By Edward Nawotka
Last year on November 11 Eco-Libris asked 100 bloggers to review 100 different books that were printed on recycled paper or paper certified by the foundation-funded Forest Steward Council (http://www.fscus.org/paper/), and post them on their own websites. This year they were at it again and have doubled the number, with 200 bloggers posting their reviews throughout the day. Canada’s Indigo Books is this year’s primary sponsor..
In a profile of the project published here last year, Eco-Libris CEO Raz (pronounced Rahz) Godelnik told our reporter Sharon Greenberg, “I love books,” Godelnik says. “My mother is a librarian. I grew up in a house full of books. I think both books and trees are wonderful assets. It’s not fair that one should happen at the expense of the other.” Godelnik noted that while newspapers had for some time been using some percentage of recycled stock, books were a kind of virgin sacrifice—they relied on new paper. The project’s Web site claims that 30 million trees are cut down each year to supply the paper used in books “deforestation accounts for an estimated 20% of global carbon emissions, more than the emissions from the transportation, aviation and IT industries combined.” If books could be “grown” the way organic food was grown, he thought, a new business model could be born.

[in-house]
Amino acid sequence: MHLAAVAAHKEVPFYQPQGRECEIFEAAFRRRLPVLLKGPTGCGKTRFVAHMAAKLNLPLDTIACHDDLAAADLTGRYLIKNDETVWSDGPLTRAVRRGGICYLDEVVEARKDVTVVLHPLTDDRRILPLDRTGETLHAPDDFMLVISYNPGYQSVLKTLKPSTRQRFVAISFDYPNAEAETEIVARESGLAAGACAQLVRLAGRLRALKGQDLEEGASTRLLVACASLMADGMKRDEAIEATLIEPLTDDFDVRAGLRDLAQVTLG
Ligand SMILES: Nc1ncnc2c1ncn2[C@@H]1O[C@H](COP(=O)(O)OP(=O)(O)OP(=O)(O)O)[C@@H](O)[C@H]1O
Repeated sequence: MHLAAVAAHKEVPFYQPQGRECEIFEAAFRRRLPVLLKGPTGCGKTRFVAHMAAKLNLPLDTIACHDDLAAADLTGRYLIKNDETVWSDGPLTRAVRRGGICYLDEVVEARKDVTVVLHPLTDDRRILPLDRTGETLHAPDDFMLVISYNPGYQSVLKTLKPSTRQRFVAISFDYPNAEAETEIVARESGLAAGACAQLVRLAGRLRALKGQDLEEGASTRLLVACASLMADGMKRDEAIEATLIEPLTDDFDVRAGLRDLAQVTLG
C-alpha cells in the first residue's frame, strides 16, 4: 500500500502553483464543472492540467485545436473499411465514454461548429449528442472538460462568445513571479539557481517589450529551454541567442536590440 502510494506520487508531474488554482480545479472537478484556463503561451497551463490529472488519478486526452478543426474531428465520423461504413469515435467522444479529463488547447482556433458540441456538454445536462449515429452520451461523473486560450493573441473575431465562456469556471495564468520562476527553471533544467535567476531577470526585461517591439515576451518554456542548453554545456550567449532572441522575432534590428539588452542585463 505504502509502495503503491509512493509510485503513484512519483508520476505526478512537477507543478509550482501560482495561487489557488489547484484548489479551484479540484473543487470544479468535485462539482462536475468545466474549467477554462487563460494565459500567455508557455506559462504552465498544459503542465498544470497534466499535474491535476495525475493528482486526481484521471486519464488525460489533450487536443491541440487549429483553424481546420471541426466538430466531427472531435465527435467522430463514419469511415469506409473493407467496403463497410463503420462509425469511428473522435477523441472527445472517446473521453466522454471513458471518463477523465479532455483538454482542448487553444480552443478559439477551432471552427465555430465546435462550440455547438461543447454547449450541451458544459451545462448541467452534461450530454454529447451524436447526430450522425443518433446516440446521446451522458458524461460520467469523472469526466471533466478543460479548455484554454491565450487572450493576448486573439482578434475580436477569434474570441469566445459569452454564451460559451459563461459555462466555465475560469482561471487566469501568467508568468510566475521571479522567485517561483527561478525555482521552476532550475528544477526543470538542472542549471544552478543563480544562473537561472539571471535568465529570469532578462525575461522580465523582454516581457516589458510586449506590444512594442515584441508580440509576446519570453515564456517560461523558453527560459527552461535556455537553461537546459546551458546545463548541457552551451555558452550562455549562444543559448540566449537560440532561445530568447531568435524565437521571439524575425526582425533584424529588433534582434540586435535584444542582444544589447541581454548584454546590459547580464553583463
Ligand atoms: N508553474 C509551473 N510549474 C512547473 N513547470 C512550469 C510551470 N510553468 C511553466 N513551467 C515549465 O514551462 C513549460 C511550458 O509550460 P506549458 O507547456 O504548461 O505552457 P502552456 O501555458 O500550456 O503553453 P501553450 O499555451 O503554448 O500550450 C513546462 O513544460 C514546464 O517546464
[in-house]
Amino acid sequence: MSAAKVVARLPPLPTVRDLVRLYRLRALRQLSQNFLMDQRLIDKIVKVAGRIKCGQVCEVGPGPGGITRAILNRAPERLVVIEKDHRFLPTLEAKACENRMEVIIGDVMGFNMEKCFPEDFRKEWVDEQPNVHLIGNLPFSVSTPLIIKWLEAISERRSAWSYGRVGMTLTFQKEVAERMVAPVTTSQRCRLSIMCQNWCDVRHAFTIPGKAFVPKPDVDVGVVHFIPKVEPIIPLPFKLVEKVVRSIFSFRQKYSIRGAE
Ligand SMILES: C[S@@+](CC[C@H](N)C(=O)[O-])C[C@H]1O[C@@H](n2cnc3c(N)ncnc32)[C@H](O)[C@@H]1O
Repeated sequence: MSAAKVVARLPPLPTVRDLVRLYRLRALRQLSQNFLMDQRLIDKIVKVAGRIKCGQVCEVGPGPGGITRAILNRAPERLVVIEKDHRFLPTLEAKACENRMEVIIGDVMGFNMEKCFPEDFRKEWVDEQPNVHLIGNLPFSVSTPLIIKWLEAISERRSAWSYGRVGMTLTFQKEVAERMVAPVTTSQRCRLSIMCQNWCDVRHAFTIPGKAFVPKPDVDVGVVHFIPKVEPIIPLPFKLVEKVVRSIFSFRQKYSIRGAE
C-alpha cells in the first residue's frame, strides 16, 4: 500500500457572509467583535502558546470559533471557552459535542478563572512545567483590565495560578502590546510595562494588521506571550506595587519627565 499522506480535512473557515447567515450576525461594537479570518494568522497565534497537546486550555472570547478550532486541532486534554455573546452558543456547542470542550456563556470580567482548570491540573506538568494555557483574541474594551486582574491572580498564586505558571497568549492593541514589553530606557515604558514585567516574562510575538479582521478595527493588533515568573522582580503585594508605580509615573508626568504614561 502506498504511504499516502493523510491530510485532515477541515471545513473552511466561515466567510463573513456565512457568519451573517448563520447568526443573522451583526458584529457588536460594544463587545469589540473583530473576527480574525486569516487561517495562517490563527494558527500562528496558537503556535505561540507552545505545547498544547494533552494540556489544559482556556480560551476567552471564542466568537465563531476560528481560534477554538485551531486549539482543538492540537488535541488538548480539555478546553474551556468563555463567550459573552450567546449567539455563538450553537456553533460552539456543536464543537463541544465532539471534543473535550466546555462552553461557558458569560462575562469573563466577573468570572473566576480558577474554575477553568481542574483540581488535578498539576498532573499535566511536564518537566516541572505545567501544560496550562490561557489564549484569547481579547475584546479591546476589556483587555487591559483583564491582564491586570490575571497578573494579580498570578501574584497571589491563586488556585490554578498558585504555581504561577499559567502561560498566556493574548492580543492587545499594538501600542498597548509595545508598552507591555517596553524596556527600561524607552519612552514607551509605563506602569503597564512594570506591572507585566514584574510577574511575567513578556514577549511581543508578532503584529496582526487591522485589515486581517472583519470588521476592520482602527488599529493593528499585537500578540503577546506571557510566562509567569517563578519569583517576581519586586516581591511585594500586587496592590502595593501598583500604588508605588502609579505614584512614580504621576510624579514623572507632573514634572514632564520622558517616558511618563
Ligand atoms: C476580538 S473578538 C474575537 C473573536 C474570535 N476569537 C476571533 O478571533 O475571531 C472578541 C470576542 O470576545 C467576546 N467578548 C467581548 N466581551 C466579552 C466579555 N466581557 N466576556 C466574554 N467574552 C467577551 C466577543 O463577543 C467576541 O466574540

The result was Eco-Libris, a for-profit green branding and marketing company, that asks consumers to “balance out” their books’ environmental costs by paying $1 per book bought to plant a tree in Africa or Central America where trees can offer economic as well as environmental benefit. Through its various programs, Eco-libris has been able to plant more than 120,000 trees since the company was launched in 2007.
DISCUSS: What do you think of the project? And let us know if you’re participating, either as a reviewer or as a “book off-setter.”